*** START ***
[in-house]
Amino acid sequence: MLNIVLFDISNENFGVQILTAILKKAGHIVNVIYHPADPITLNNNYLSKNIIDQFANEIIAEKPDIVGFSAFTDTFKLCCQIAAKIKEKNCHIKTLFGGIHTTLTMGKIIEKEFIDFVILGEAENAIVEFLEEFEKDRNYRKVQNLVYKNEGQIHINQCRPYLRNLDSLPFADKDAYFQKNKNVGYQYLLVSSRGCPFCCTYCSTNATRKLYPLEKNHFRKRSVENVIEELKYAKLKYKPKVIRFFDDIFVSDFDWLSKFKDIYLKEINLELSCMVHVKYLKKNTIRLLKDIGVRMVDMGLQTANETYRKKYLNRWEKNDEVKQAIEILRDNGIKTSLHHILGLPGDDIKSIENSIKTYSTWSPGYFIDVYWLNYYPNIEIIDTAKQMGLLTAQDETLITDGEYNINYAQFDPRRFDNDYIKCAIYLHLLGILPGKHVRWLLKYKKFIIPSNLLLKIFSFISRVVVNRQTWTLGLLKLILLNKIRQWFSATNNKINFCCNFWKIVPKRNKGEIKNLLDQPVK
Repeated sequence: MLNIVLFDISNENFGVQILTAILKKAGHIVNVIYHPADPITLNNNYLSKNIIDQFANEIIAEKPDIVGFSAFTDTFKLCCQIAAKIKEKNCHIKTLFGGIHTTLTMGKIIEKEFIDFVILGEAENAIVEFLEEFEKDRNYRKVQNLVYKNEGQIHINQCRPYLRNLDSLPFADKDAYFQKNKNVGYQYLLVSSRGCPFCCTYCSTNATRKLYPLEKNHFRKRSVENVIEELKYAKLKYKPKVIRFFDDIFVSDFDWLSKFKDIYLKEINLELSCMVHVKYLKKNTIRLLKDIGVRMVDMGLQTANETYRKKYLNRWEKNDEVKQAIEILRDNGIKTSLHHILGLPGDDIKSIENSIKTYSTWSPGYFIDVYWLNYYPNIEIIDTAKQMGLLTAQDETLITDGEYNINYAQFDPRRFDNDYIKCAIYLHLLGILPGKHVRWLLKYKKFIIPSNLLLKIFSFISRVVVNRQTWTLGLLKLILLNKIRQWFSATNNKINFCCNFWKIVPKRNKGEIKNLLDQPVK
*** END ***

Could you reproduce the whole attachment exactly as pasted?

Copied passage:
[in-house]
Amino acid sequence: MLNIVLFDISNENFGVQILTAILKKAGHIVNVIYHPADPITLNNNYLSKNIIDQFANEIIAEKPDIVGFSAFTDTFKLCCQIAAKIKEKNCHIKTLFGGIHTTLTMGKIIEKEFIDFVILGEAENAIVEFLEEFEKDRNYRKVQNLVYKNEGQIHINQCRPYLRNLDSLPFADKDAYFQKNKNVGYQYLLVSSRGCPFCCTYCSTNATRKLYPLEKNHFRKRSVENVIEELKYAKLKYKPKVIRFFDDIFVSDFDWLSKFKDIYLKEINLELSCMVHVKYLKKNTIRLLKDIGVRMVDMGLQTANETYRKKYLNRWEKNDEVKQAIEILRDNGIKTSLHHILGLPGDDIKSIENSIKTYSTWSPGYFIDVYWLNYYPNIEIIDTAKQMGLLTAQDETLITDGEYNINYAQFDPRRFDNDYIKCAIYLHLLGILPGKHVRWLLKYKKFIIPSNLLLKIFSFISRVVVNRQTWTLGLLKLILLNKIRQWFSATNNKINFCCNFWKIVPKRNKGEIKNLLDQPVK
Repeated sequence: MLNIVLFDISNENFGVQILTAILKKAGHIVNVIYHPADPITLNNNYLSKNIIDQFANEIIAEKPDIVGFSAFTDTFKLCCQIAAKIKEKNCHIKTLFGGIHTTLTMGKIIEKEFIDFVILGEAENAIVEFLEEFEKDRNYRKVQNLVYKNEGQIHINQCRPYLRNLDSLPFADKDAYFQKNKNVGYQYLLVSSRGCPFCCTYCSTNATRKLYPLEKNHFRKRSVENVIEELKYAKLKYKPKVIRFFDDIFVSDFDWLSKFKDIYLKEINLELSCMVHVKYLKKNTIRLLKDIGVRMVDMGLQTANETYRKKYLNRWEKNDEVKQAIEILRDNGIKTSLHHILGLPGDDIKSIENSIKTYSTWSPGYFIDVYWLNYYPNIEIIDTAKQMGLLTAQDETLITDGEYNINYAQFDPRRFDNDYIKCAIYLHLLGILPGKHVRWLLKYKKFIIPSNLLLKIFSFISRVVVNRQTWTLGLLKLILLNKIRQWFSATNNKINFCCNFWKIVPKRNKGEIKNLLDQPVK